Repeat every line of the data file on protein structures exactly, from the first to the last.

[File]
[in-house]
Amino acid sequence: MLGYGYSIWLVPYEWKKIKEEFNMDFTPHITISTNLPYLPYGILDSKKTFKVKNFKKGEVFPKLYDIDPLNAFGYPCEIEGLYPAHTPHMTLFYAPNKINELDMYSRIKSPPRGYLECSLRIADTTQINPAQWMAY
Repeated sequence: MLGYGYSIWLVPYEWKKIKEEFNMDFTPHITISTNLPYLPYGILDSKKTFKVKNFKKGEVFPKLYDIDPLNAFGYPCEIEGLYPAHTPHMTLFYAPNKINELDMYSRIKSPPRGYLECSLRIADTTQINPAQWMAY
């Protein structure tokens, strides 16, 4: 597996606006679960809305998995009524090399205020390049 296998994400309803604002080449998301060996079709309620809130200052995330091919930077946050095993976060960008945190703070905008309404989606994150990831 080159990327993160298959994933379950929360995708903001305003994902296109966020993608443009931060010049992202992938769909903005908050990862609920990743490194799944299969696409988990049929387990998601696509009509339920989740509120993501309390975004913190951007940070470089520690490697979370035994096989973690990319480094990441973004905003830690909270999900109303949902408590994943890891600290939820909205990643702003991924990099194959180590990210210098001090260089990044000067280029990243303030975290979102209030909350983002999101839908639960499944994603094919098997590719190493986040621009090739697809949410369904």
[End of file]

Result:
[in-house]
Amino acid sequence: MLGYGYSIWLVPYEWKKIKEEFNMDFTPHITISTNLPYLPYGILDSKKTFKVKNFKKGEVFPKLYDIDPLNAFGYPCEIEGLYPAHTPHMTLFYAPNKINELDMYSRIKSPPRGYLECSLRIADTTQINPAQWMAY
Repeated sequence: MLGYGYSIWLVPYEWKKIKEEFNMDFTPHITISTNLPYLPYGILDSKKTFKVKNFKKGEVFPKLYDIDPLNAFGYPCEIEGLYPAHTPHMTLFYAPNKINELDMYSRIKSPPRGYLECSLRIADTTQINPAQWMAY
């Protein structure tokens, strides 16, 4: 597996606006679960809305998995009524090399205020390049 296998994400309803604002080449998301060996079709309620809130200052995330091919930077946050095993976060960008945190703070905008309404989606994150990831 080159990327993160298959994933379950929360995708903001305003994902296109966020993608443009931060010049992202992938769909903005908050990862609920990743490194799944299969696409988990049929387990998601696509009509339920989740509120993501309390975004913190951007940070470089520690490697979370035994096989973690990319480094990441973004905003830690909270999900109303949902408590994943890891600290939820909205990643702003991924990099194959180590990210210098001090260089990044000067280029990243303030975290979102209030909350983002999101839908639960499944994603094919098997590719190493986040621009090739697809949410369904």